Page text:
I didn’t really feel the impact of Apple Pay when I had access to it on my iPhone. I still had to pull my iPhone out of my pocket… so the physical exercise was mostly the same as sliding a credit card out of my wallet.

Plus, I was still locked into the mindset of having to use my credit card and chipping/swapping it. The concept of contactless payments still felt foreign, and I just couldn’t get comfortable with it.

Then I tried Apple Pay with my new Apple Watch, and I finally experienced my ‘breakthrough.’

By simply double clicking the side of my Apple Watch to activate Apple Pay and then holding my wrist near the payment terminal to complete my payment… that simplicity and convenience really opened my eyes to the obvious benefit of Apple Pay.

It’s so fast. Plus, I don’t have to play roulette with the payment terminal to see if my credit card’s chip (or the payment terminal) is going to malfunction again.

#2
GoPro Became My New Family Vacation Camera

My GoPro allowed me to finally go on vacation with my family and not stress over the possibility of destroying my camera if I tried to snap a photo.

I used to treat the beach like the landscape of a hostile foreign planet. The corrosive nature of salt water was clear and if nothing else , the salty, moist air would quickly cloud the lens. A tiny molecule of sand could fly by and wedge itself into the lens mechanism, immediately immobilizing it.

In short, the beach was a clear danger zone for my vacation photography.

But my new GoPro was essentially impervious to these threats.

  • Sand? HA!
  • Underwater? Now we’re talking!!
  • How about some slow motion video? Yes, please!

I should mention it’s a good idea to wash your GoPro with fresh water after a day of action at the beach.
(Dried salt moisture can seal the little watertight doors in place, making it difficult to pop the battery or memory card out.)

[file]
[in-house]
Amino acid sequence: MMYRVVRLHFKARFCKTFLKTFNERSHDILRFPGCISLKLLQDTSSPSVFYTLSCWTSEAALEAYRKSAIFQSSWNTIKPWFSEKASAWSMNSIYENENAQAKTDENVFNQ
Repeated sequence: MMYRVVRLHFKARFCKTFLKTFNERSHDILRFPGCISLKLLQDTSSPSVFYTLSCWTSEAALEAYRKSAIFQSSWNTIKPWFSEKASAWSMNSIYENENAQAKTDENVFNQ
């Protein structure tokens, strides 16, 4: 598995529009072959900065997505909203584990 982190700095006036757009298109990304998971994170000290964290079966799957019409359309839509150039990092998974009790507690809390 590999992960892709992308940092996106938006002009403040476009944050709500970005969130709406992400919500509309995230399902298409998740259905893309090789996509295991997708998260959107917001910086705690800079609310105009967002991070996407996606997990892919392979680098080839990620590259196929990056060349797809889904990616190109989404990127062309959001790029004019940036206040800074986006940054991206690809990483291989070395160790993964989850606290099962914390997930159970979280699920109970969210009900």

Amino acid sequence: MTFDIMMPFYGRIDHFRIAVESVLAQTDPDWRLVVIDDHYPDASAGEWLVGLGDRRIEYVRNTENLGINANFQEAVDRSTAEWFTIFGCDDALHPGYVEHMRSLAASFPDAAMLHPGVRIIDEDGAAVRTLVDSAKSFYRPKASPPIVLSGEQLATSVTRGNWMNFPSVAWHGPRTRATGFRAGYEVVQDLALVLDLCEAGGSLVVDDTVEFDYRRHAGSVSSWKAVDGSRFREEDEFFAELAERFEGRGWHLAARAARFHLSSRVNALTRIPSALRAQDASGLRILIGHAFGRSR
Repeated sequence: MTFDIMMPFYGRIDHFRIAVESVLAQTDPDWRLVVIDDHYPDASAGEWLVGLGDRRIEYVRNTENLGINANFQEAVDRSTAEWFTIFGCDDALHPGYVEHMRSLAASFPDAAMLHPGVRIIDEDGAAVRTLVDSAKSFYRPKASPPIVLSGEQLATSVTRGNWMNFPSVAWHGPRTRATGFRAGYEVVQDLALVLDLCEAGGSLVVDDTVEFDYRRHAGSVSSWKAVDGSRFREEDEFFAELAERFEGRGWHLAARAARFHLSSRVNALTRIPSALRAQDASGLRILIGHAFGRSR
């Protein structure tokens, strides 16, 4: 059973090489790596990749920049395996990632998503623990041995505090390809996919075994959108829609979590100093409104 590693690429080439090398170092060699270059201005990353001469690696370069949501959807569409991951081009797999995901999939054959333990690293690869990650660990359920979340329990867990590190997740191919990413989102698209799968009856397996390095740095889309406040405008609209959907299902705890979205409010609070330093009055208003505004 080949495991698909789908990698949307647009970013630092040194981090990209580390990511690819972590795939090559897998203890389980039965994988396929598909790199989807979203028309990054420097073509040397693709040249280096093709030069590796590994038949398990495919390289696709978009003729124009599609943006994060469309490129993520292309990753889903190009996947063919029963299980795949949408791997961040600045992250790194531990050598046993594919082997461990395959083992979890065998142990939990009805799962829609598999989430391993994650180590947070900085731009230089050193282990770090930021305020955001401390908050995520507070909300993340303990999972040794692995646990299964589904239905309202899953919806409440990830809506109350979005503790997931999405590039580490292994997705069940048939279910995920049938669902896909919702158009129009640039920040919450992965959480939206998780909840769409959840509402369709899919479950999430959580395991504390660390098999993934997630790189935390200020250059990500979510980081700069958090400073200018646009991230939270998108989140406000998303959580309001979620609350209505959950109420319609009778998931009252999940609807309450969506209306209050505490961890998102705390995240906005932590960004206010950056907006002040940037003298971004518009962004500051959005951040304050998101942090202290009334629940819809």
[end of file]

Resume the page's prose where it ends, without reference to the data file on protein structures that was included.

This year, I was finally able to capture some fun family shots at the beach and also have fun while doing it…

Thanks, GoPro!

#3
I Generated Whole-House Wireless Internet Using Mesh WiFi

I lived for years with spotty WiFi in our house. The weakest WiFi signal was actually in our bedroom. That’s such a bummer, right?

I thought about extending the signal of my Apple Airport Extreme many times, but I was concerned about degrading my WiFi. So, I did nothing…

Until I read that Apple had exited the WiFi router business. And I finally decided to make a change…

I retired my Apple Airport Extreme.

And upgraded to a new WiFi mesh system:

My Orbi consists of a base unit, which essentially replaced my Apple Airport Extreme and a satellite device, which I placed in the center of my house. Together, the two devices successfully created a large enough WiFi bubble to reach all corners of our little house.

Suddenly, whole-house WiFi became the standard throughout the Lester universe.

I can’t tell you how satisfying it is to check your email before your head hits the pillow and see strong WiFi bars.

#4
YouTube TV Made Me Cut the Cord

I cut the cord this year.
…Can I say that again?

Yep, I cut the cord this year.
(Thank you.)

I replaced my cable service with YouTube TV, which is an app that streams all of the cable networks I want for just $40/month.

Yes, I’m still paying Cablevision for my internet… so technically the cord is still technically tethered.

But I returned my cable box, and my decades long relationship with an industry that helped to define my existence finally entered a more enlightened reality.

I’m saving money, only paying for what I want, gaining a sense of control and successfully trying something new.

I highly recommend it.

Don’t Forget the Human Factor
I know these ‘headaches’ that technology has helped to alleviate are First World problems.
(I do understand that.)

And I’m thankful I get to complain about these particular issues.

That said, if you’re fortunate enough to have the resources to play with technology, then technology should simply play nicely with you.

And sometimes, you’ve got rely on the human equation to figure out how to really make technology work… for you.